The 3rd largest Balearic island Ibiza, preferred destination of many cruises, is referred to its Catalan name Eivissa more and more often – it used to be called Pityusa by the Greeks, meaning the island of pine trees. Together with Formentera and Espalmador it forms the Pitius Archipelago. The “white island” with its white houses is reminiscent of Southern Spain or Africa, the other colours are added by the blue sea, green pine trees and grey rocks. The elevated coast drops abruptly in the Northeast and West; offshore are lots of shallows and small islands – crews should be careful. Ibiza is renowned as party-island, the tourism has only spared a few bays and at the sight of the land, people, interior, fashion and boutiques the olden hippy times come to life again. Especially in Ibiza town, home to several fleets, as well as in the other two harbours of San Antonio and Santa Eulalia. Usually sailors cover the 80 nautical miles from Majorca to Ibiza town directly. Some people take a stop first at the Isla Tomago, where the shack serves great fish or in the anchor bay San Vincente off a miles long beach on their way towards the harbour of Ibiza. The next port of call from here is Santa Eulalia.
Next stop for the crews is Port d’ Eivissa – the first glimpse onto town, when entering harbour is breathtaking.
One cala follows the next one in the South of Ibiza – beautiful anchorages during the cruise are the Cala San Galeta and Port Roig. The Cala Bandella is deemed to be the scenically most beautiful of the island, with a white beach, turquoise coloured water and lots of greenery at the shallow shores. The Cala Bossa, only 3 miles West of San Antonio, is beautifully lined with pine trees and lends itself for a refreshing stop for swimming. Puerto de San Antonio on the West coast of Ibiza is the closest port away from the Spanish mainland. There are anchorages in the outer harbour as well, in case you don’t want to moor in the marina. The fish market for a scrumptious meal on board is directly at the harbour.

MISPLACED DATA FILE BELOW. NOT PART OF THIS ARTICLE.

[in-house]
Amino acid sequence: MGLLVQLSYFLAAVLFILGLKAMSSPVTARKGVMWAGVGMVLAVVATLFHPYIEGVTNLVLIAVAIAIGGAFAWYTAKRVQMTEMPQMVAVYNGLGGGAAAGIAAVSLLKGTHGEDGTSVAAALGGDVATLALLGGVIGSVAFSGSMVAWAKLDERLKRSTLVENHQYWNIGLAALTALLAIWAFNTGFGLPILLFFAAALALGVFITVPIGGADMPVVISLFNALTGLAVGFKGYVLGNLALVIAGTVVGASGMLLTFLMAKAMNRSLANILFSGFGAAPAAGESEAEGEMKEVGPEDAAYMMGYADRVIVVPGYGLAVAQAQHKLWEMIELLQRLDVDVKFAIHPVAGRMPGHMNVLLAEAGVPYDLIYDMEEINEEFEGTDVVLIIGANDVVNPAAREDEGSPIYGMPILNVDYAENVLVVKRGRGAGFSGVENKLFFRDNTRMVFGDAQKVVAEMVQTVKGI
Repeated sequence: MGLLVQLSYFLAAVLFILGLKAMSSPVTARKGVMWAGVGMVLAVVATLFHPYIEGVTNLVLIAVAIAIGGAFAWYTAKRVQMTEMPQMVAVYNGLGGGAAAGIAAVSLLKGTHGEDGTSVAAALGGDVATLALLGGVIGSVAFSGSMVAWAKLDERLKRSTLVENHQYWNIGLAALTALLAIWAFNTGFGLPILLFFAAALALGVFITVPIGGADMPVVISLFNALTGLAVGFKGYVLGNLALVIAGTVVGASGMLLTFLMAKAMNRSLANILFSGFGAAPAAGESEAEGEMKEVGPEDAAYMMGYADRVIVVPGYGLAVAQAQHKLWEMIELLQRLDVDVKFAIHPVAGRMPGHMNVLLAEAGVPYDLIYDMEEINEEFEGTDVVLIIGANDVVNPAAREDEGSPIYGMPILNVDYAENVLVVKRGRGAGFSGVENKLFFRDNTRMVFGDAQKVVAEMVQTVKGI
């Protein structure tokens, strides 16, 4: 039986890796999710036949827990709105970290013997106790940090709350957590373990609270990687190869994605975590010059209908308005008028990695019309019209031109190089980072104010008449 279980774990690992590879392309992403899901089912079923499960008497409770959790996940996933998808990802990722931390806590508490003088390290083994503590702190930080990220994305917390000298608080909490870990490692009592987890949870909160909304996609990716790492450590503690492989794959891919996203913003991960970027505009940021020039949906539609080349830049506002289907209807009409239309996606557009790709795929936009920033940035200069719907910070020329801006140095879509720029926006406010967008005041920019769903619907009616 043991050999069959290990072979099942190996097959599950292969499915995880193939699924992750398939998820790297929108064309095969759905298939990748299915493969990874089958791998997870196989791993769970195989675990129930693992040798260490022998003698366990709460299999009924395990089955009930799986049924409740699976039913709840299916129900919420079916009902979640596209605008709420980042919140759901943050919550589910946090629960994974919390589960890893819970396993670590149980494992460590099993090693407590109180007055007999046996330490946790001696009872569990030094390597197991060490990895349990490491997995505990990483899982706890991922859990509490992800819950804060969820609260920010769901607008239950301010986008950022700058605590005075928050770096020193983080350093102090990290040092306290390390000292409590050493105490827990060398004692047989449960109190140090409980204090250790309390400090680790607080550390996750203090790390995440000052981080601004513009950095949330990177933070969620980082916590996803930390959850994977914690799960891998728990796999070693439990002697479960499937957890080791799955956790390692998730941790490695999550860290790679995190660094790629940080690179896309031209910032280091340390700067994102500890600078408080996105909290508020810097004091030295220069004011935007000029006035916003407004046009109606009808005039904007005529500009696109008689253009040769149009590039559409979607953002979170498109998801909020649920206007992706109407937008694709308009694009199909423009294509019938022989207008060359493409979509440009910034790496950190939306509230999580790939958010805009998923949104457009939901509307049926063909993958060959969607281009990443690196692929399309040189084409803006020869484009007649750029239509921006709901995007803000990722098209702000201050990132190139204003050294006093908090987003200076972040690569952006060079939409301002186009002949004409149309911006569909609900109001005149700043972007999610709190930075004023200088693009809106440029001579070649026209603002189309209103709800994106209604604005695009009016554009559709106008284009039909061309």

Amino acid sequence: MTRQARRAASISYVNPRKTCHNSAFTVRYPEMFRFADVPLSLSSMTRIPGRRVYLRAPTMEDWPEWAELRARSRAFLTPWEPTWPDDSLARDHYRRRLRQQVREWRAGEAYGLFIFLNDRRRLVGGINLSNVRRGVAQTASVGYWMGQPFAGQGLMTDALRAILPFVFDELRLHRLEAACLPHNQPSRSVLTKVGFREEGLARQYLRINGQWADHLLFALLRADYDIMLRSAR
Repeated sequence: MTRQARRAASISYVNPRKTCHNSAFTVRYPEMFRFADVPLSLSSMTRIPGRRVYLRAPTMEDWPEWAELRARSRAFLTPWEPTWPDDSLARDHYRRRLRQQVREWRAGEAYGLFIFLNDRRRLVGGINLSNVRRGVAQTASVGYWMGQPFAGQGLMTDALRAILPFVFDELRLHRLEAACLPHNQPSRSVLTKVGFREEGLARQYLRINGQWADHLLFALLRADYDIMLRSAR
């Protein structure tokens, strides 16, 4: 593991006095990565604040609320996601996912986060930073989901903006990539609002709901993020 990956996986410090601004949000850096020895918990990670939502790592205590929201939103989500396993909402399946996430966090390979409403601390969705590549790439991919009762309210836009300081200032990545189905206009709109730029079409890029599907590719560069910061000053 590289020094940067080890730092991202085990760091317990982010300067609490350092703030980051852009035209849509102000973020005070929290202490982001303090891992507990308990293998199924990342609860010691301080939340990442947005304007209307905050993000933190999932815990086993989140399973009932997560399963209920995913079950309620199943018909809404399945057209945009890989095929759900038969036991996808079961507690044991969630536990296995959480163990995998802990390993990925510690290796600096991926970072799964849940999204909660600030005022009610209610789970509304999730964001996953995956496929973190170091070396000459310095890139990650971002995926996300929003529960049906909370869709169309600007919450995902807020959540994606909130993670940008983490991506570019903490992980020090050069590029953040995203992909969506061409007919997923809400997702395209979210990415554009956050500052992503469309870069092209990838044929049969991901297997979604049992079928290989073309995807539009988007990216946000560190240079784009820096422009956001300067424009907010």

The Northwest coast of Ibiza is very jagged. The Cala Portinatx is picturesquely situated but dangerous during storms. There are enough alternate bays: Cala Charraca, Cala Blanco, Cala Binirras or the nature harbor of Puerto de San Miguel. It’s beautiful all around; sailors are spoilt for choice.
For a lot of people, Ibiza-town is starting point for the trip to Formentera, the Mediterranean South Sea with fantastic beaches in Caribbean colours. The island is only 5 miles south of Ibiza; Espalmador with a popular anchor bay and additional islands with narrow passages is situated in the channel in between. Formentera is dry and sandy – the most beautiful bay, Cala Sahona lies to the West and qualifies as anchorage for day-trippers. Cala Mitjorn to the South boasts the longest beach with hotels, apartments and bars. The harbour of Puerto de la Sabina at the North of Formentera, touches onto two lagoons, the Estany de Paix (fish lagoon) with access to the sea and the closed off bigger lagoon Estany Pudent. The Cala Sabina is scenically beautiful; the Puerto is a jewel of a village with white houses, fishing boats and palm trees. On an island tour with a rental bike, crews can explore quaint villages and divers landscapes.
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